Perceived Stress and Cause-specific Mortality Among men and Women: Results From a Prospective Cohort Study

Naja Rod Nielsen; Tage S. Kristensen; Peter Schnohr; Morten Grønbæk


Am J Epidemiol. 2008;168(5):481-491. 

In This Article

Abstract and Introduction


The authors assessed the effect of psychological stress on total and cause-specific mortality among men and women. In 1981-1983, the 12, 128 Danish participants in the Copenhagen City Heart Study were asked two questions on stress intensity and frequency and were followed in a nationwide registry until 2004, with <0.1% loss to follow-up. Sex differences were found in the relations between stress and mortality (p = 0.02). After adjustments, men with high stress versus low stress had higher all-cause mortality (hazard ratio (HR) = 1.32, 95% confidence interval (CI): 1.15, 1.52). This finding was most pronounced for deaths due to respiratory diseases (high vs. low stress: HR = 1.79, 95% CI: 1.10, 2.91), external causes (HR = 3.07, 95% CI: 1.65, 5.71), and suicide (HR = 5.91, 95% CI: 2.47, 14.16). High stress was related to a 2.59 (95% CI: 1.20, 5.61) higher risk of ischemic heart disease mortality for younger, but not older, men. In general, the effects of stress were most pronounced among younger and healthier men. No associations were found between stress and mortality among women, except among younger women with high stress, who experienced lower cancer mortality (HR = 0.51, 95% CI: 0.28, 0.92). Future preventive strategies may be targeted toward stress as a risk factor for premature death among middle-aged, presumably healthy men.


Acute stressors such as earthquakes or loss of a child may trigger death,[1,2] but there has been less focus on how chronic "low-key" stress of everyday life affects mortality in a general population. The human body responds to stress by activating the sympathetic nervous system and the hypothalamic-pituitary-adrenal axis, which may in turn affect the cardiovascular, the metabolic, and the immune systems.[3] Prolonged activation of these systems may lead to stress-related disease and possibly increase the risk of premature death. Stress may also contribute to a higher frequency of adverse health behaviors, which may affect health. Previous studies have found stress to increase the risk of ischemic heart disease[4] and possibly decrease the risk of some hormonedependent cancers,[5,6,7] but the combined effect of everyday stress on total and cause-specific mortality remains unknown.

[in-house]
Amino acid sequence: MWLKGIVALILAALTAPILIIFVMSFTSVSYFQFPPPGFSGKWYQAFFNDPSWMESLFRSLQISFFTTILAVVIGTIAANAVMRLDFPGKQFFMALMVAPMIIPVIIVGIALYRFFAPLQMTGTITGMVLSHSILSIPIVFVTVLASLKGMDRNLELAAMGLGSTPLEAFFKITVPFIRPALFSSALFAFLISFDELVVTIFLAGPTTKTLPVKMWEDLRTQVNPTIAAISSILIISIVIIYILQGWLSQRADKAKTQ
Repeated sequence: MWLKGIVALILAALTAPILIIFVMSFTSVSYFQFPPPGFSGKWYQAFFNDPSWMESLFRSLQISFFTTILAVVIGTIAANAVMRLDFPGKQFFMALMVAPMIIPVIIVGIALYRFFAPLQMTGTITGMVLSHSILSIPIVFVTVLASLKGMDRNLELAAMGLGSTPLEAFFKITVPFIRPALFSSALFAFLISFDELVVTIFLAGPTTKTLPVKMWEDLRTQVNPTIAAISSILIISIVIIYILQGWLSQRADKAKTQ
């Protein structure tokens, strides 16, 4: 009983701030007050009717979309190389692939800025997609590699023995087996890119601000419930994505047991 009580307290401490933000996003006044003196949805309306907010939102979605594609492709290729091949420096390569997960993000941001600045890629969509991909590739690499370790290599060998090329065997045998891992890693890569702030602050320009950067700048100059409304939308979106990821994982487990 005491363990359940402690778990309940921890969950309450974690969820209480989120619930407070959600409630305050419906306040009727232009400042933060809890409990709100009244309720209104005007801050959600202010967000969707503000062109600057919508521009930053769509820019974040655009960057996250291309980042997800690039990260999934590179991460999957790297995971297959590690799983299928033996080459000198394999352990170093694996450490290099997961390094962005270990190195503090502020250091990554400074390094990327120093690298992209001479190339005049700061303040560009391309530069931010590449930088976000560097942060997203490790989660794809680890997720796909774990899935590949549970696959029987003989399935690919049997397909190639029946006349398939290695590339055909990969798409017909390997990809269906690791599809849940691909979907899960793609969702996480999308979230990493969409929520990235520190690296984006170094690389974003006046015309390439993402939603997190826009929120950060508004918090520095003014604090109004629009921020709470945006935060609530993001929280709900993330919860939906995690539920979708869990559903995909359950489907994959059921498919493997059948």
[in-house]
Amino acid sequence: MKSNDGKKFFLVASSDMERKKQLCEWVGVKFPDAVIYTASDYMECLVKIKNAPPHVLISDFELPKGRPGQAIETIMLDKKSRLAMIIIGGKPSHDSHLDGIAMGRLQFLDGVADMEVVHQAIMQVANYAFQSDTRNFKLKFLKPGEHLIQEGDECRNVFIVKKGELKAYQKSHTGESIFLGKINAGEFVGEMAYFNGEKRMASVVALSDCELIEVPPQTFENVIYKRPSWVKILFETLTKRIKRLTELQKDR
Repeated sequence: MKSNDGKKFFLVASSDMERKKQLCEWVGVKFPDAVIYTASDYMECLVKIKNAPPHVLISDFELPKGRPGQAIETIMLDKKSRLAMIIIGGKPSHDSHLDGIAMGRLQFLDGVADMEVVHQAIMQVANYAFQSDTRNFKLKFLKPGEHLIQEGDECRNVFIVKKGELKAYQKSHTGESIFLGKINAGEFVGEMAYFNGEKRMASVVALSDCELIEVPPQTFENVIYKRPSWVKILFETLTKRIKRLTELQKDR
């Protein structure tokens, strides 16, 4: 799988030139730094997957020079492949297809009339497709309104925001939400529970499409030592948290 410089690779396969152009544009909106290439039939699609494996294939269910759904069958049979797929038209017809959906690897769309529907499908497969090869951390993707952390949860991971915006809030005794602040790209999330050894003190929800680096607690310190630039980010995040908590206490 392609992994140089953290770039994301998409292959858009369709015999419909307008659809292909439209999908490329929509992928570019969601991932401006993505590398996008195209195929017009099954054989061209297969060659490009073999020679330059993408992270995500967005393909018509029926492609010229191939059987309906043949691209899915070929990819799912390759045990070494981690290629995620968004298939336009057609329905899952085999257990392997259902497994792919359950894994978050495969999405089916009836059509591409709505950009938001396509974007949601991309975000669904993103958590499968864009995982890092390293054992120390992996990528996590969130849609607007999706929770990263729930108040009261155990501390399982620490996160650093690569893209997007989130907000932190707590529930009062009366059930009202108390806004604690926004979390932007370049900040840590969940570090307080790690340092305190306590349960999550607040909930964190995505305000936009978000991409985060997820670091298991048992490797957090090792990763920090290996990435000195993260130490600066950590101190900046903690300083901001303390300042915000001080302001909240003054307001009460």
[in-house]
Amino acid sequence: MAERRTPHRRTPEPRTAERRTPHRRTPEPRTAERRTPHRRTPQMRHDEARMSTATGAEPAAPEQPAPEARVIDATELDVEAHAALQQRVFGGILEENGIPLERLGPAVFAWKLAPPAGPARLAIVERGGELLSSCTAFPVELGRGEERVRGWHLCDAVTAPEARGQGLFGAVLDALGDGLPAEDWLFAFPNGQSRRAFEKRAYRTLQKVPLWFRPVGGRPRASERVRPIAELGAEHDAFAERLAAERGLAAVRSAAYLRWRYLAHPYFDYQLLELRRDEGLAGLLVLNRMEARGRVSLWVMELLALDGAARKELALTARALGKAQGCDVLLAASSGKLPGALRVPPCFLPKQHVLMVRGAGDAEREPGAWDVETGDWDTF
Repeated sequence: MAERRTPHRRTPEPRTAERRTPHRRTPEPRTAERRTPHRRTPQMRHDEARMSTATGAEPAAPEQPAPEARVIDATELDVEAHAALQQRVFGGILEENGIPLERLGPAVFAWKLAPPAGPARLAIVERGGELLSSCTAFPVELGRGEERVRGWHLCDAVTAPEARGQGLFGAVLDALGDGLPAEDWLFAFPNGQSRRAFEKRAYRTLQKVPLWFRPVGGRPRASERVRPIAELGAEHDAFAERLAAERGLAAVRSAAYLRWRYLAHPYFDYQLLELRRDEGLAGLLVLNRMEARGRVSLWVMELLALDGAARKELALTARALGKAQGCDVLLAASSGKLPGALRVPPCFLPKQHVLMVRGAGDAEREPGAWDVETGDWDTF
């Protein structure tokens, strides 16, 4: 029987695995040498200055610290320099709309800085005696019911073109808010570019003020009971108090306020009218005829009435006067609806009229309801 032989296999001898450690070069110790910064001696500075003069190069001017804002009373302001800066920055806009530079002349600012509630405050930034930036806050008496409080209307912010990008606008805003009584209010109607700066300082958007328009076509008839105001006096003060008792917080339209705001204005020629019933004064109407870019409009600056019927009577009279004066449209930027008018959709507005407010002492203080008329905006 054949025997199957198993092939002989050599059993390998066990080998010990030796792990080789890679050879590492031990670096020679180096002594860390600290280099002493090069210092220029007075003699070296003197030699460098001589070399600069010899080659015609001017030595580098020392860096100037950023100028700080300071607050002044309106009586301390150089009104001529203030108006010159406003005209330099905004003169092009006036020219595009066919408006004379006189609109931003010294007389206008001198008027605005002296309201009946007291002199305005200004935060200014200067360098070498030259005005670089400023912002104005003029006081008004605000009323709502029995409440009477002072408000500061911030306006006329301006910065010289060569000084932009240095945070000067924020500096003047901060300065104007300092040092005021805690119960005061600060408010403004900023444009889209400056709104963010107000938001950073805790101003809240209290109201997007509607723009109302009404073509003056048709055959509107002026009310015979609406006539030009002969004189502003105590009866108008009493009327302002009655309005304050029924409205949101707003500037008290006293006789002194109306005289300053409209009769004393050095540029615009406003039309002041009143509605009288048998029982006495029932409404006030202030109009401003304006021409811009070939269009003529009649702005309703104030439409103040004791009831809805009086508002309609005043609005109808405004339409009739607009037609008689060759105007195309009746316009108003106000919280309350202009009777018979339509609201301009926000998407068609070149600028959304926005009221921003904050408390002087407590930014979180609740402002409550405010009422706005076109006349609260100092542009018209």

Some studies have suggested that the effects of stress on health outcomes are different for men and women,[8,9,10] which may be explained by sex differences in vulnerability, stress response, or coping strategies. To our knowledge, the suggested sex differences remain to be studied in a large community sample. In addition, the stress response may have a different impact on different diseases, making it important to differentiate between causes of deaths. However, previous studies have not had sufficient statistical power to address uncommon causes of death such as those due to respiratory diseases, external causes, and suicide.[8,10,11,12,13,14]

We aimed to address the effects of stress on all-cause and cause-specific mortality as well as possible sex differences in vulnerability to stress in a large, population-based cohort study. Nationwide registries allowed for sound adjustment for baseline morbidity as well as almost complete assessment of long-term mortality.


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